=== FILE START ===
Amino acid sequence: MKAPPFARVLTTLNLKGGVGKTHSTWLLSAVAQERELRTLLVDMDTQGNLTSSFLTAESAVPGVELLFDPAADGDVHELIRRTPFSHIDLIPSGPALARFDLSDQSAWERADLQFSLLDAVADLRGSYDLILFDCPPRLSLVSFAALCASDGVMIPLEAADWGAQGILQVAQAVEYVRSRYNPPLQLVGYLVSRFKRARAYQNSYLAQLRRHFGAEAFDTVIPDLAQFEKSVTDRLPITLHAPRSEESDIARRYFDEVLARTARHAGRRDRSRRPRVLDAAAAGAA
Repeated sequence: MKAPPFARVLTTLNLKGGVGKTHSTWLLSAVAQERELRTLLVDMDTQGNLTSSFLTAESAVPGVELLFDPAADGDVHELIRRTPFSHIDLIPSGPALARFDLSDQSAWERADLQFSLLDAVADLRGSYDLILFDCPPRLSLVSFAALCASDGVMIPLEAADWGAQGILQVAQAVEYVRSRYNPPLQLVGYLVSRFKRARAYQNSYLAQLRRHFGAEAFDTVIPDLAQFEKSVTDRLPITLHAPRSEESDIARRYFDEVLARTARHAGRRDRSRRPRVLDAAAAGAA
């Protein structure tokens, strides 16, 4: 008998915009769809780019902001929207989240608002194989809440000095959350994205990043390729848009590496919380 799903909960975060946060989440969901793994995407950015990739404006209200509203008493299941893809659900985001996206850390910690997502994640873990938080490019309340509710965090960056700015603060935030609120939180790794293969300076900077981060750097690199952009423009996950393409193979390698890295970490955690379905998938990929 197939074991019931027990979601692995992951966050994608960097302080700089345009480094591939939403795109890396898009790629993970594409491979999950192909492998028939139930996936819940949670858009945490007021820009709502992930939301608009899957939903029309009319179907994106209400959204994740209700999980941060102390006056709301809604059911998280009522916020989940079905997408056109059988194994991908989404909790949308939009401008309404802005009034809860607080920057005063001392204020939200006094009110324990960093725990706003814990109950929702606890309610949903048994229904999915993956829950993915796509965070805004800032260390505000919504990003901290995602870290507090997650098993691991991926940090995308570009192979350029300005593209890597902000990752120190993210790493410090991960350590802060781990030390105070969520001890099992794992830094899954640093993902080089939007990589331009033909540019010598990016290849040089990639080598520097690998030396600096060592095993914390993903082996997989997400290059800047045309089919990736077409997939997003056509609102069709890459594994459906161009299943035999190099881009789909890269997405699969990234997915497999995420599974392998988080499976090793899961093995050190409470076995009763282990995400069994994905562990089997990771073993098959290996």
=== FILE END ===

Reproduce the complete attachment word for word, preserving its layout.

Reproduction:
Amino acid sequence: MKAPPFARVLTTLNLKGGVGKTHSTWLLSAVAQERELRTLLVDMDTQGNLTSSFLTAESAVPGVELLFDPAADGDVHELIRRTPFSHIDLIPSGPALARFDLSDQSAWERADLQFSLLDAVADLRGSYDLILFDCPPRLSLVSFAALCASDGVMIPLEAADWGAQGILQVAQAVEYVRSRYNPPLQLVGYLVSRFKRARAYQNSYLAQLRRHFGAEAFDTVIPDLAQFEKSVTDRLPITLHAPRSEESDIARRYFDEVLARTARHAGRRDRSRRPRVLDAAAAGAA
Repeated sequence: MKAPPFARVLTTLNLKGGVGKTHSTWLLSAVAQERELRTLLVDMDTQGNLTSSFLTAESAVPGVELLFDPAADGDVHELIRRTPFSHIDLIPSGPALARFDLSDQSAWERADLQFSLLDAVADLRGSYDLILFDCPPRLSLVSFAALCASDGVMIPLEAADWGAQGILQVAQAVEYVRSRYNPPLQLVGYLVSRFKRARAYQNSYLAQLRRHFGAEAFDTVIPDLAQFEKSVTDRLPITLHAPRSEESDIARRYFDEVLARTARHAGRRDRSRRPRVLDAAAAGAA
């Protein structure tokens, strides 16, 4: 008998915009769809780019902001929207989240608002194989809440000095959350994205990043390729848009590496919380 799903909960975060946060989440969901793994995407950015990739404006209200509203008493299941893809659900985001996206850390910690997502994640873990938080490019309340509710965090960056700015603060935030609120939180790794293969300076900077981060750097690199952009423009996950393409193979390698890295970490955690379905998938990929 197939074991019931027990979601692995992951966050994608960097302080700089345009480094591939939403795109890396898009790629993970594409491979999950192909492998028939139930996936819940949670858009945490007021820009709502992930939301608009899957939903029309009319179907994106209400959204994740209700999980941060102390006056709301809604059911998280009522916020989940079905997408056109059988194994991908989404909790949308939009401008309404802005009034809860607080920057005063001392204020939200006094009110324990960093725990706003814990109950929702606890309610949903048994229904999915993956829950993915796509965070805004800032260390505000919504990003901290995602870290507090997650098993691991991926940090995308570009192979350029300005593209890597902000990752120190993210790493410090991960350590802060781990030390105070969520001890099992794992830094899954640093993902080089939007990589331009033909540019010598990016290849040089990639080598520097690998030396600096060592095993914390993903082996997989997400290059800047045309089919990736077409997939997003056509609102069709890459594994459906161009299943035999190099881009789909890269997405699969990234997915497999995420599974392998988080499976090793899961093995050190409470076995009763282990995400069994994905562990089997990771073993098959290996």